Presentation

His research field is Mathematical Physics, using methods and results from functional analysis, microlocal analysis, operator theory, and spectral theory. Topics include direct and inverse problems involving spectrum and scattering resonances as

  • semiclassical description of elastic surface waves and inverse problems with spectral and resonance data in seismology

  • quasi-normal modes for black holes in general relativity

  • description of the properties of the ground state of large Coulomb systems, electronic properties of graphene and carbone nanotubes in quantum mechanics

  • resonance frequency analysis (RFI) and other non-invasive monitoring methods in medicine

He is associated member of international network Geo-Mathematical Imaging Group. Text

Publications (external sources)

Present project: Inverse problems with Spectral and Resonance data in seismology

Semiclassical analysis can be employed to describe surface waves in an elastic half space which is quasi-stratified near its boundary. The propagation of such waves is governed by effective Hamiltonians on the boundary with a space-adiabatic behavior. Effective Hamiltonians of surface waves correspond to eigenvalues of ordinary differential operators, which, to leading order, define their phase velocities. In case of isotropic medium, the surface wave decouples up to principal parts, into Love and Rayleigh waves.

We consider the conditional recovery of the Lamé parameters from spectral data, in two inverse problems approaches:

  • semiclassical techniques using the semiclassical spectra as the data;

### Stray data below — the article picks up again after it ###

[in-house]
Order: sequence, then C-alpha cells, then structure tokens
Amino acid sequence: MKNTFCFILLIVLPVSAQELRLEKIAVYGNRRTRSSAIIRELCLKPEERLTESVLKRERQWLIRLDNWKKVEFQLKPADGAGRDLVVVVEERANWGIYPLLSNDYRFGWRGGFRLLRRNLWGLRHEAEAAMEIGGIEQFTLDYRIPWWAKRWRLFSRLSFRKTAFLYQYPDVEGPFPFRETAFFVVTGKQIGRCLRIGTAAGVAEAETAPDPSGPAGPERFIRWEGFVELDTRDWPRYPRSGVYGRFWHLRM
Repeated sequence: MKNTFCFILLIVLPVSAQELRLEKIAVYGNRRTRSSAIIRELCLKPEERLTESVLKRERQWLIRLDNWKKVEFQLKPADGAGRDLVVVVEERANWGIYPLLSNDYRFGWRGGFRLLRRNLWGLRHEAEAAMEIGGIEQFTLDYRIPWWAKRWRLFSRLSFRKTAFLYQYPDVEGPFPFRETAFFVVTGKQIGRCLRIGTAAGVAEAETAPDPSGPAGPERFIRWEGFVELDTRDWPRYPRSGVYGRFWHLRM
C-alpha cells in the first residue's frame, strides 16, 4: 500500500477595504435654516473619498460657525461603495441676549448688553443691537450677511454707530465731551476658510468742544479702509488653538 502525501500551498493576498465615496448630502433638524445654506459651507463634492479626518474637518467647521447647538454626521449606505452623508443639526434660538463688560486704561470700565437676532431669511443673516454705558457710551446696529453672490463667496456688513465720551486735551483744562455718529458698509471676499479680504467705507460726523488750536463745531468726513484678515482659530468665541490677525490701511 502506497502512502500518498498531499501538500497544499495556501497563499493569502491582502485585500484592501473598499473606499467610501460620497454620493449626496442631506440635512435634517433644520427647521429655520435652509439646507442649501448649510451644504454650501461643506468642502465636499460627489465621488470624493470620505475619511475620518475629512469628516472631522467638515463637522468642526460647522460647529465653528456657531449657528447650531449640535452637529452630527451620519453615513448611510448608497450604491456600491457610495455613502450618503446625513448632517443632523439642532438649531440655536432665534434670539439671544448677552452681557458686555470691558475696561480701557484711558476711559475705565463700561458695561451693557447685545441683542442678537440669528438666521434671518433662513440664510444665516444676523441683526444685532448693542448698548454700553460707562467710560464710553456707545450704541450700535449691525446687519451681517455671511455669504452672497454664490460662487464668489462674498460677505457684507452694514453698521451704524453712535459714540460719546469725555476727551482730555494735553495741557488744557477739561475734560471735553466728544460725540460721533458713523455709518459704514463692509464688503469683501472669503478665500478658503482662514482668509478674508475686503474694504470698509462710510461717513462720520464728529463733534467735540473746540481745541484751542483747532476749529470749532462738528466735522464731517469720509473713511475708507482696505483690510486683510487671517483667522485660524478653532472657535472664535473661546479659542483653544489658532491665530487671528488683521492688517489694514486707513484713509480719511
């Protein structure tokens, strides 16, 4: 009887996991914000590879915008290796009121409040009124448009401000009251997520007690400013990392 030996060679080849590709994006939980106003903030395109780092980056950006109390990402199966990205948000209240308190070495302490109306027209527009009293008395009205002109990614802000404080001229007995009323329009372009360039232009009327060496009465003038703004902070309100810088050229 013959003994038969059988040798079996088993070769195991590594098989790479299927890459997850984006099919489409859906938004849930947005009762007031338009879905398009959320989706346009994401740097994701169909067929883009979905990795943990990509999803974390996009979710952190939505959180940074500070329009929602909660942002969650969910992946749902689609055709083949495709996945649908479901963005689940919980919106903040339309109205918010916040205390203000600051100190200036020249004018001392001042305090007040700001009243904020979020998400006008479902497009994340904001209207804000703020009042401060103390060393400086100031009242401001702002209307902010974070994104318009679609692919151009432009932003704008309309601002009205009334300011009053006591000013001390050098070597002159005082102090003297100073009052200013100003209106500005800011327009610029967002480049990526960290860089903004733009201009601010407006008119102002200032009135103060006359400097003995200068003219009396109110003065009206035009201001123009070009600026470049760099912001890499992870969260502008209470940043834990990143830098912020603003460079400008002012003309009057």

• exact methods for Sturm-Liouville operators, using the discrete and continuous spectra, or the Weyl function, as the data based on the solution of the Gel’fand-Levitan-Marchenko equation.

The main goal of the project is to use resonances (leaking modes) as data.

Career:

Born in Leningrad (Sankt Petersburg, Russia), Dr Iantchenko obtained MSc in mathematical physics at the Leningrad State University and DEA in pure mathematics at the University Paris XI, 1992. His PhD thesis completed at the universities of Trondheim and Oslo in Norway in 1995, concerned the strong Scott conjecture. The subject is semiclassical asymptotics for atomic and molecular systems. The Scott conjecture gives the second leading term in the large ground state asymptotics for atoms and molecules. After more than 40 years the conjecture was finally settled in the early 90's. The strong Scott conjecture gives the analogous asymptotic term for the electronic density. During the period 1995-1998 Dr Iantchenko worked as lecturer in mathematics at the universities of Rennes (France), UNAM (Mexico DF). Since 1998 Dr Iantchenko has been lecturer (docent 2005, professor 2013) at Malmö university (Sweden). During the period 2007-2010 Dr Iantchenko was WIMCS research lecturer at Aberystwyth University, Wales, UK.